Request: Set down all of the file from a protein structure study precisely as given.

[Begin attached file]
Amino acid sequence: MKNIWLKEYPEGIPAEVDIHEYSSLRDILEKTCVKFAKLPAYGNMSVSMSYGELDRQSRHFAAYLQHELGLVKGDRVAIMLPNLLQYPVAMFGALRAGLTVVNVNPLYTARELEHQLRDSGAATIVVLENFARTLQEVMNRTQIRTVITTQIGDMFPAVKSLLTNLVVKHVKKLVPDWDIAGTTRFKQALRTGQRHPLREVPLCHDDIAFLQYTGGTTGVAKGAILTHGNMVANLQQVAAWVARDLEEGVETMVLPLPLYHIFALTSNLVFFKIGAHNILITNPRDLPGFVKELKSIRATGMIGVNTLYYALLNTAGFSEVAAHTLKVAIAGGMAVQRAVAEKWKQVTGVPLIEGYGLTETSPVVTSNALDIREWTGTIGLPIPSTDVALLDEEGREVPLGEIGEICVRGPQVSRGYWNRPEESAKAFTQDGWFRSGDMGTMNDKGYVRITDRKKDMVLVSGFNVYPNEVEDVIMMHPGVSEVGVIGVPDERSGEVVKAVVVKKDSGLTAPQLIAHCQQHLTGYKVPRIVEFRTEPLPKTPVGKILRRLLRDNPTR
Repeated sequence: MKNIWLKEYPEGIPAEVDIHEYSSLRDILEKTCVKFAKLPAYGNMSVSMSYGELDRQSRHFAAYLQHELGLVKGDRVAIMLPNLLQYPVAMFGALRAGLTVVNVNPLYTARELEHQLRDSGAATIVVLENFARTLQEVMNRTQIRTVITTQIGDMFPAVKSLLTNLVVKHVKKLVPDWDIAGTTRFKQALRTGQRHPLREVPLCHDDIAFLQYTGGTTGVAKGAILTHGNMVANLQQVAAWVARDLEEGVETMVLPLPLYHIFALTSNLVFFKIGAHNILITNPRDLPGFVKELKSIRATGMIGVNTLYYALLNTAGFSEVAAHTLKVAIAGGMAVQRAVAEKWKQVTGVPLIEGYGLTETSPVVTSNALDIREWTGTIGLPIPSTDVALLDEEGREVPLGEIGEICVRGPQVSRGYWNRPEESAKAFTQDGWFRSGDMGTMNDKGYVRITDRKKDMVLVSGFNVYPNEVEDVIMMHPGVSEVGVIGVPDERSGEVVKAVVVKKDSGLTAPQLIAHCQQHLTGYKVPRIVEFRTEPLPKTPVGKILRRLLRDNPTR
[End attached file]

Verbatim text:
Amino acid sequence: MKNIWLKEYPEGIPAEVDIHEYSSLRDILEKTCVKFAKLPAYGNMSVSMSYGELDRQSRHFAAYLQHELGLVKGDRVAIMLPNLLQYPVAMFGALRAGLTVVNVNPLYTARELEHQLRDSGAATIVVLENFARTLQEVMNRTQIRTVITTQIGDMFPAVKSLLTNLVVKHVKKLVPDWDIAGTTRFKQALRTGQRHPLREVPLCHDDIAFLQYTGGTTGVAKGAILTHGNMVANLQQVAAWVARDLEEGVETMVLPLPLYHIFALTSNLVFFKIGAHNILITNPRDLPGFVKELKSIRATGMIGVNTLYYALLNTAGFSEVAAHTLKVAIAGGMAVQRAVAEKWKQVTGVPLIEGYGLTETSPVVTSNALDIREWTGTIGLPIPSTDVALLDEEGREVPLGEIGEICVRGPQVSRGYWNRPEESAKAFTQDGWFRSGDMGTMNDKGYVRITDRKKDMVLVSGFNVYPNEVEDVIMMHPGVSEVGVIGVPDERSGEVVKAVVVKKDSGLTAPQLIAHCQQHLTGYKVPRIVEFRTEPLPKTPVGKILRRLLRDNPTR
Repeated sequence: MKNIWLKEYPEGIPAEVDIHEYSSLRDILEKTCVKFAKLPAYGNMSVSMSYGELDRQSRHFAAYLQHELGLVKGDRVAIMLPNLLQYPVAMFGALRAGLTVVNVNPLYTARELEHQLRDSGAATIVVLENFARTLQEVMNRTQIRTVITTQIGDMFPAVKSLLTNLVVKHVKKLVPDWDIAGTTRFKQALRTGQRHPLREVPLCHDDIAFLQYTGGTTGVAKGAILTHGNMVANLQQVAAWVARDLEEGVETMVLPLPLYHIFALTSNLVFFKIGAHNILITNPRDLPGFVKELKSIRATGMIGVNTLYYALLNTAGFSEVAAHTLKVAIAGGMAVQRAVAEKWKQVTGVPLIEGYGLTETSPVVTSNALDIREWTGTIGLPIPSTDVALLDEEGREVPLGEIGEICVRGPQVSRGYWNRPEESAKAFTQDGWFRSGDMGTMNDKGYVRITDRKKDMVLVSGFNVYPNEVEDVIMMHPGVSEVGVIGVPDERSGEVVKAVVVKKDSGLTAPQLIAHCQQHLTGYKVPRIVEFRTEPLPKTPVGKILRRLLRDNPTR